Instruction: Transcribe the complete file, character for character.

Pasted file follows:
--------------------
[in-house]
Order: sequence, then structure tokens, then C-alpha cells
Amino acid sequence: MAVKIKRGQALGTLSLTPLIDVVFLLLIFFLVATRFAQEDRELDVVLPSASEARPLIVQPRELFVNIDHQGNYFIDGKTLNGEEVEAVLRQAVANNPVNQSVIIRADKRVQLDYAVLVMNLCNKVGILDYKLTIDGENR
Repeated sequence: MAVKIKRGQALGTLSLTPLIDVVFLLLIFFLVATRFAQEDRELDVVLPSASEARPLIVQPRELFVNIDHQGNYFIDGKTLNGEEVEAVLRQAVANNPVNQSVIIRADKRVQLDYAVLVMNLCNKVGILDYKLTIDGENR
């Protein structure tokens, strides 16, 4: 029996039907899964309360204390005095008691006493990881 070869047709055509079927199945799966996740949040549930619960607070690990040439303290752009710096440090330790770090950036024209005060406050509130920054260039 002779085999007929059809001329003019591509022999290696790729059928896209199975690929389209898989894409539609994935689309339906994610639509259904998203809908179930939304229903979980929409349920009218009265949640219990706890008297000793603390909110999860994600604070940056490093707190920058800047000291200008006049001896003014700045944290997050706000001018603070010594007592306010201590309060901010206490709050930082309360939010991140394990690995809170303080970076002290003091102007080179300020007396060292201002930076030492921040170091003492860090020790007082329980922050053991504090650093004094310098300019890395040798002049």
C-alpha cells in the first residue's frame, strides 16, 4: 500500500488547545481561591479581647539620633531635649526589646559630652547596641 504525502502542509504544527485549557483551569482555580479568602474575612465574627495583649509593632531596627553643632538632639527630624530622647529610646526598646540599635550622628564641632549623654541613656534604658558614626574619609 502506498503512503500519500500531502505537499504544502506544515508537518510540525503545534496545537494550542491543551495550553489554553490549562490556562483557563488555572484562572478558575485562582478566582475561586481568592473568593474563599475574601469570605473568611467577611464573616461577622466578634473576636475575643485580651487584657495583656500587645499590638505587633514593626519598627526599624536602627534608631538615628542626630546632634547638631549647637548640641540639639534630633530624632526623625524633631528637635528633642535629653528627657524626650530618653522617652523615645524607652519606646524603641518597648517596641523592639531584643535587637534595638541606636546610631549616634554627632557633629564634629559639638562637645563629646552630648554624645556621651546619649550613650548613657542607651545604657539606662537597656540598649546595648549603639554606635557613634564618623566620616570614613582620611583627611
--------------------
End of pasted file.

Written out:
[in-house]
Order: sequence, then structure tokens, then C-alpha cells
Amino acid sequence: MAVKIKRGQALGTLSLTPLIDVVFLLLIFFLVATRFAQEDRELDVVLPSASEARPLIVQPRELFVNIDHQGNYFIDGKTLNGEEVEAVLRQAVANNPVNQSVIIRADKRVQLDYAVLVMNLCNKVGILDYKLTIDGENR
Repeated sequence: MAVKIKRGQALGTLSLTPLIDVVFLLLIFFLVATRFAQEDRELDVVLPSASEARPLIVQPRELFVNIDHQGNYFIDGKTLNGEEVEAVLRQAVANNPVNQSVIIRADKRVQLDYAVLVMNLCNKVGILDYKLTIDGENR
């Protein structure tokens, strides 16, 4: 029996039907899964309360204390005095008691006493990881 070869047709055509079927199945799966996740949040549930619960607070690990040439303290752009710096440090330790770090950036024209005060406050509130920054260039 002779085999007929059809001329003019591509022999290696790729059928896209199975690929389209898989894409539609994935689309339906994610639509259904998203809908179930939304229903979980929409349920009218009265949640219990706890008297000793603390909110999860994600604070940056490093707190920058800047000291200008006049001896003014700045944290997050706000001018603070010594007592306010201590309060901010206490709050930082309360939010991140394990690995809170303080970076002290003091102007080179300020007396060292201002930076030492921040170091003492860090020790007082329980922050053991504090650093004094310098300019890395040798002049």
C-alpha cells in the first residue's frame, strides 16, 4: 500500500488547545481561591479581647539620633531635649526589646559630652547596641 504525502502542509504544527485549557483551569482555580479568602474575612465574627495583649509593632531596627553643632538632639527630624530622647529610646526598646540599635550622628564641632549623654541613656534604658558614626574619609 502506498503512503500519500500531502505537499504544502506544515508537518510540525503545534496545537494550542491543551495550553489554553490549562490556562483557563488555572484562572478558575485562582478566582475561586481568592473568593474563599475574601469570605473568611467577611464573616461577622466578634473576636475575643485580651487584657495583656500587645499590638505587633514593626519598627526599624536602627534608631538615628542626630546632634547638631549647637548640641540639639534630633530624632526623625524633631528637635528633642535629653528627657524626650530618653522617652523615645524607652519606646524603641518597648517596641523592639531584643535587637534595638541606636546610631549616634554627632557633629564634629559639638562637645563629646552630648554624645556621651546619649550613650548613657542607651545604657539606662537597656540598649546595648549603639554606635557613634564618623566620616570614613582620611583627611